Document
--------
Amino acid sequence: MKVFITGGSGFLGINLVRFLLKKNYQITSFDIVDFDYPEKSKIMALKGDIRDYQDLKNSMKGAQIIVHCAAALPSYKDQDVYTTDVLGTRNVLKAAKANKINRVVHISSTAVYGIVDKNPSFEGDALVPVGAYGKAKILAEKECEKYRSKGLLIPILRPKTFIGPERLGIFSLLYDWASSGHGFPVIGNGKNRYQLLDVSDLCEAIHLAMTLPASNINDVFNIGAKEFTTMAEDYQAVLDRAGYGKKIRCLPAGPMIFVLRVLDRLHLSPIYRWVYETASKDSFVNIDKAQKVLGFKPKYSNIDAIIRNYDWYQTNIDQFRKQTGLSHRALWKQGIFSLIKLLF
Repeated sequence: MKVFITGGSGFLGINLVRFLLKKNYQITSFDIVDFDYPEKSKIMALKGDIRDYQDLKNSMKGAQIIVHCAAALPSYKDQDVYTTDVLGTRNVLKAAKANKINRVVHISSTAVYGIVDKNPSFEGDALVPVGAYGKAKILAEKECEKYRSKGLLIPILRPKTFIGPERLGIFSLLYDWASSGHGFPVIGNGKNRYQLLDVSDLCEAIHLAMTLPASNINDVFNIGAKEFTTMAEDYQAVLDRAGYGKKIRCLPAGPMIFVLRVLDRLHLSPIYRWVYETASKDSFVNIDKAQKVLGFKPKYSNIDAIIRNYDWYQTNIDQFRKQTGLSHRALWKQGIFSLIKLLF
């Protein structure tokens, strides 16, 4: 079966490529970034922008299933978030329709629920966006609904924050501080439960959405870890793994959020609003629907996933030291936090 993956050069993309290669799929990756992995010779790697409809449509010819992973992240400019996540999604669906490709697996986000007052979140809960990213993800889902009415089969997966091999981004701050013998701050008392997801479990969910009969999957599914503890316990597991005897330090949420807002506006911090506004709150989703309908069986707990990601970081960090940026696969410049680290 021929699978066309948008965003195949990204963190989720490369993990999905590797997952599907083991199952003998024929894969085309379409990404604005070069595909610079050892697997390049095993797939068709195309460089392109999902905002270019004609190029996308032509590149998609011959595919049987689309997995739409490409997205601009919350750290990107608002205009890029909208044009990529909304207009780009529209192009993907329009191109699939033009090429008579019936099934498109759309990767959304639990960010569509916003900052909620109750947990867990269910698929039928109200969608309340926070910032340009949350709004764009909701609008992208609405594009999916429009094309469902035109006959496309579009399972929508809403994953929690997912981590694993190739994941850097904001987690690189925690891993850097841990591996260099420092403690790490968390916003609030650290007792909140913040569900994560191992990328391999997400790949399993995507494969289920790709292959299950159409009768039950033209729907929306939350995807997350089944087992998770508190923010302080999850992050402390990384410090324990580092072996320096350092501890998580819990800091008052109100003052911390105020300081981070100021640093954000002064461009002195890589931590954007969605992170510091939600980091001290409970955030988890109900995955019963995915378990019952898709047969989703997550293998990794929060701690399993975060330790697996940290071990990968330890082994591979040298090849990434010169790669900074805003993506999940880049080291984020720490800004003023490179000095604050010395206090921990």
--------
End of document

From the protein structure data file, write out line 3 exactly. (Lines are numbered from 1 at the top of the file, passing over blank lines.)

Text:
């Protein structure tokens, strides 16, 4: 079966490529970034922008299933978030329709629920966006609904924050501080439960959405870890793994959020609003629907996933030291936090 993956050069993309290669799929990756992995010779790697409809449509010819992973992240400019996540999604669906490709697996986000007052979140809960990213993800889902009415089969997966091999981004701050013998701050008392997801479990969910009969999957599914503890316990597991005897330090949420807002506006911090506004709150989703309908069986707990990601970081960090940026696969410049680290 021929699978066309948008965003195949990204963190989720490369993990999905590797997952599907083991199952003998024929894969085309379409990404604005070069595909610079050892697997390049095993797939068709195309460089392109999902905002270019004609190029996308032509590149998609011959595919049987689309997995739409490409997205601009919350750290990107608002205009890029909208044009990529909304207009780009529209192009993907329009191109699939033009090429008579019936099934498109759309990767959304639990960010569509916003900052909620109750947990867990269910698929039928109200969608309340926070910032340009949350709004764009909701609008992208609405594009999916429009094309469902035109006959496309579009399972929508809403994953929690997912981590694993190739994941850097904001987690690189925690891993850097841990591996260099420092403690790490968390916003609030650290007792909140913040569900994560191992990328391999997400790949399993995507494969289920790709292959299950159409009768039950033209729907929306939350995807997350089944087992998770508190923010302080999850992050402390990384410090324990580092072996320096350092501890998580819990800091008052109100003052911390105020300081981070100021640093954000002064461009002195890589931590954007969605992170510091939600980091001290409970955030988890109900995955019963995915378990019952898709047969989703997550293998990794929060701690399993975060330790697996940290071990990968330890082994591979040298090849990434010169790669900074805003993506999940880049080291984020720490800004003023490179000095604050010395206090921990």